Advocates of online panels are struggling to find something – anything – upbeat to say as the return on investment for online market research continues to plunge. To us, it sounds like whistling past the graveyard.
Recent published defenses of online panels written by panel-providers illustrate the increasingly embattled mindset of those who still cling to them. With the graveyard looming ever nearer, it’s getting hard for online proponents to whistle a happy tune.
Now they’re arguing that online panels would work just fine, if only researchers did a better job of wording and structuring surveys – or if they made the experience more like playing a video game.
The problem is that in 2016, adequate panels – never mind superior ones — simply can’t be recruited via the old method of sending out emails with links to online surveys. As has been exhaustively documented, the public has moved to smartphones — and citizens of the new mobile universe are not responding to email invitations that are the port of entry to online questionnaires. The mobile app and the text message now dominate our information exchanges.
One online proponent recently acknowledged that many online surveys have response rates in the low single-digits.
With response rates that low, research that stays in a false online comfort zone won’t be whistling past the graveyard much longer. It will be inside the gates, six feet under.
It doesn’t have to be that way. The norm for MFour’s all-mobile surveys is a 50% response rate, with fully representative demographics and fast results. We’ve led the field by creating a smartphone app that perfects the mobile survey-taking experience, and we’ve transformed panel quality by cultivating an engaged, million-member active panel that enjoys taking surveys on mobile devices.
Not everything should change. The enduring, bedrock values of market research must be upheld. The job, as always, is to collect sophisticated data that leads to useful insights and helps drive effective, well-informed business decisions.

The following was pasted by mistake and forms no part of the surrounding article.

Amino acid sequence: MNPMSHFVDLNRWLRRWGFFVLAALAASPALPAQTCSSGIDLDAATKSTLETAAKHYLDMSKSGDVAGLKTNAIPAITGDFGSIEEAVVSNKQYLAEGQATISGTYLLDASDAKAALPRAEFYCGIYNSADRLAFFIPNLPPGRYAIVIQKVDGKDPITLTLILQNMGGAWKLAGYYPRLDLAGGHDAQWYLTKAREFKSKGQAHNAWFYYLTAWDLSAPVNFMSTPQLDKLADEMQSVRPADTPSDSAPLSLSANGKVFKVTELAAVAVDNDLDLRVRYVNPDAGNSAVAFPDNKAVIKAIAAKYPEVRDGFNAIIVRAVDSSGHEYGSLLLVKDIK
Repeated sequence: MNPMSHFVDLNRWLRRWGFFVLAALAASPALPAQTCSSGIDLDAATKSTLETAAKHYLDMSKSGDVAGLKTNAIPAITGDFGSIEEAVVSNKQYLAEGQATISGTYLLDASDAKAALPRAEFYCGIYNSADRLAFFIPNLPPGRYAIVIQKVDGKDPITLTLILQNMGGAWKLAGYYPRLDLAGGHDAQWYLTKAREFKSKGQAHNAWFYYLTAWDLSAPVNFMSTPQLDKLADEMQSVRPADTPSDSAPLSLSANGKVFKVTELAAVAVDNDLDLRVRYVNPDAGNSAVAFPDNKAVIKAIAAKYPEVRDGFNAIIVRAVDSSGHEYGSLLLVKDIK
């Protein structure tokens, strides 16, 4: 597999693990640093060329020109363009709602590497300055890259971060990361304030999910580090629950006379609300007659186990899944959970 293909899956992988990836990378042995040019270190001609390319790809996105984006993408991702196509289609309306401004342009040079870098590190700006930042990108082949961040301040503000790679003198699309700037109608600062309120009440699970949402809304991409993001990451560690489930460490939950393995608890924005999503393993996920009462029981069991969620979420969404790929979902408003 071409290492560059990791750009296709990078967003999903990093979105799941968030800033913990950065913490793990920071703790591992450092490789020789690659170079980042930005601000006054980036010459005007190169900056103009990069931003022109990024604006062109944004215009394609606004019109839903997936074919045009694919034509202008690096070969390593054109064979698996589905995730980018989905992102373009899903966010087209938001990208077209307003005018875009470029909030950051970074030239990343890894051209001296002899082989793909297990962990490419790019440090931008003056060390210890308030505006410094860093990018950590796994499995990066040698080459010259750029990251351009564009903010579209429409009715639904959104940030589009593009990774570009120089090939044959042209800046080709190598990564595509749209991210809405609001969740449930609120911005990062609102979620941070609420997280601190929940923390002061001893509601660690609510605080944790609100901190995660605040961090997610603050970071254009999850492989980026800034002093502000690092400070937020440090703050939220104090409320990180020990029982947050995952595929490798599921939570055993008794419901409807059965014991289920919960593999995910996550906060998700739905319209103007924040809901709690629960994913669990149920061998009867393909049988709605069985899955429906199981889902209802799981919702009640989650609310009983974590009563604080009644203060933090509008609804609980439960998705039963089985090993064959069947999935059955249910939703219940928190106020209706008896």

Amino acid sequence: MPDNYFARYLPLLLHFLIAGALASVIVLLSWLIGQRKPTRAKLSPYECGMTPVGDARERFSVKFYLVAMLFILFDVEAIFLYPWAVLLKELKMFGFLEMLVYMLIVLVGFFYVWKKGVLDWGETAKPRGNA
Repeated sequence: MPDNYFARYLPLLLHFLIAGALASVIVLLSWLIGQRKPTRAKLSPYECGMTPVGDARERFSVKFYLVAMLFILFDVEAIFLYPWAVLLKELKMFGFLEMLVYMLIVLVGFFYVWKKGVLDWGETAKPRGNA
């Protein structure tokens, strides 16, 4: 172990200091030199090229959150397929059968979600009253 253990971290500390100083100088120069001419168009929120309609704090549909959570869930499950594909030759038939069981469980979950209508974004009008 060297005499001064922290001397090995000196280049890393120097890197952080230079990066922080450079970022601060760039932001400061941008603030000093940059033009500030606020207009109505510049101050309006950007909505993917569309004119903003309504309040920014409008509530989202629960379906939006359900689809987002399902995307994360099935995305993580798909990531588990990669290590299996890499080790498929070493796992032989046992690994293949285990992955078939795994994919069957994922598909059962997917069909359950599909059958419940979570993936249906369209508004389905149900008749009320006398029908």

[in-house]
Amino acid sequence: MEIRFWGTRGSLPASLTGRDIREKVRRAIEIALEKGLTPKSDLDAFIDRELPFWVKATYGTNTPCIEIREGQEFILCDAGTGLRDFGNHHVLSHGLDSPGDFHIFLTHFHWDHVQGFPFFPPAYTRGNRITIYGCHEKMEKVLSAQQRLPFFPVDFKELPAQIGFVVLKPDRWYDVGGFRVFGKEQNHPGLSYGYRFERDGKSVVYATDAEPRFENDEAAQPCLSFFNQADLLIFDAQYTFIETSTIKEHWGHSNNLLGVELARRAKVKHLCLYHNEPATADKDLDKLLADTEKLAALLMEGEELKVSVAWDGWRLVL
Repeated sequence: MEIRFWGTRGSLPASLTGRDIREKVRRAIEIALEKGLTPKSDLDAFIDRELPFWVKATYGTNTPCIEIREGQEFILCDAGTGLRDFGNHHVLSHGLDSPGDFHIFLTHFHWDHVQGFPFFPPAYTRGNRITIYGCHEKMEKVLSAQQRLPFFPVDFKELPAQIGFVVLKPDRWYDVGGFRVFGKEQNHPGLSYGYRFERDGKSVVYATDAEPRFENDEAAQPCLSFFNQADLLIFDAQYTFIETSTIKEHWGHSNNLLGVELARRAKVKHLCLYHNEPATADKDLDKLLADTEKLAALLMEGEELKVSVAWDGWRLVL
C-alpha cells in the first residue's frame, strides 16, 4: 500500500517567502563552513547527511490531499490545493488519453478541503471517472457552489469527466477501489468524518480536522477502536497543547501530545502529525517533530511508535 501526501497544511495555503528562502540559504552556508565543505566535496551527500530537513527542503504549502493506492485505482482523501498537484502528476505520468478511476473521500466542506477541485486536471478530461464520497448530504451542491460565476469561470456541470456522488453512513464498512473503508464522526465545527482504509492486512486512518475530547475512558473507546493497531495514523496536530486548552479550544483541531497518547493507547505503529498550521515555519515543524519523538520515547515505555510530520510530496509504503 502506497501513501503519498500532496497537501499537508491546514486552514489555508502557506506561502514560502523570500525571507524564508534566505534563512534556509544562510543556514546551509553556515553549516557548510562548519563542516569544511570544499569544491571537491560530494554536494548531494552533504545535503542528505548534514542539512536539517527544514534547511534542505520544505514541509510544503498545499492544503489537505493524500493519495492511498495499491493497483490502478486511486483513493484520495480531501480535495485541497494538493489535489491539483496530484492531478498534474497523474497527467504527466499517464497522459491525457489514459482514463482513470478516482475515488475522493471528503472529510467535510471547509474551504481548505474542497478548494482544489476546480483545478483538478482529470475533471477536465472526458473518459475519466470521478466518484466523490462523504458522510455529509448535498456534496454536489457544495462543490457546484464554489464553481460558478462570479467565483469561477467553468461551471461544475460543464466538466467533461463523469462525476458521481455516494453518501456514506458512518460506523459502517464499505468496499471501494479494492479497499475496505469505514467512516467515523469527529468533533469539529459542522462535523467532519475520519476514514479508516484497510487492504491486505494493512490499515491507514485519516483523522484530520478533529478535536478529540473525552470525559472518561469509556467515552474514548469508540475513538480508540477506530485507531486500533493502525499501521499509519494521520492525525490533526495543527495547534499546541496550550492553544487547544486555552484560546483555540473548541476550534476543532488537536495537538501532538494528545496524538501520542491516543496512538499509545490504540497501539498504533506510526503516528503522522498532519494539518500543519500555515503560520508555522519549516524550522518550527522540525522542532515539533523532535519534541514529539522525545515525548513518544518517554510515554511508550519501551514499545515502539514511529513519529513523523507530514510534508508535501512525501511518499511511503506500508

Contrary to a common misconception, state-of-the-art mobile approaches (as opposed to slapdash ones) uphold the values of sophisticated market research. MFour’s app easily handles complex surveys with LOI of 20 minutes or more, with drop-off rates under 6 percent and advanced options such as Geo-location and multimedia to enhance questions and answers. Going mobile doesn’t mean settling for less — as long as it’s mobile done right.
The question now is not whether the industry will change, but how long some market research firms and corporate research departments will try to stay in the online comfort zone despite dwindling returns. Will the recent round of published, last-gasp defenses of online panels delay the big decision?
Chris St. Hilaire, MFour’s cofounder and CEO, read those articles and had a few comments:
“It’s as if they’re saying, `Our ship is sinking and here’s what we should do – prettier deck chairs.’ Or it’s like assuming that phone booths can make a comeback if we paint them a prettier color.”
It’s downright ironic, adds the MFour leader, that professionals in an industry whose mission is to find out what’s on consumers’ minds can advocate trying to reach them online when those same consumers have moved en masse to a new mobile neighborhood.
“It’s part of a great push-back right before the final transformation,” St. Hilaire said. “It’s the last stand before the industry goes completely to mobile.”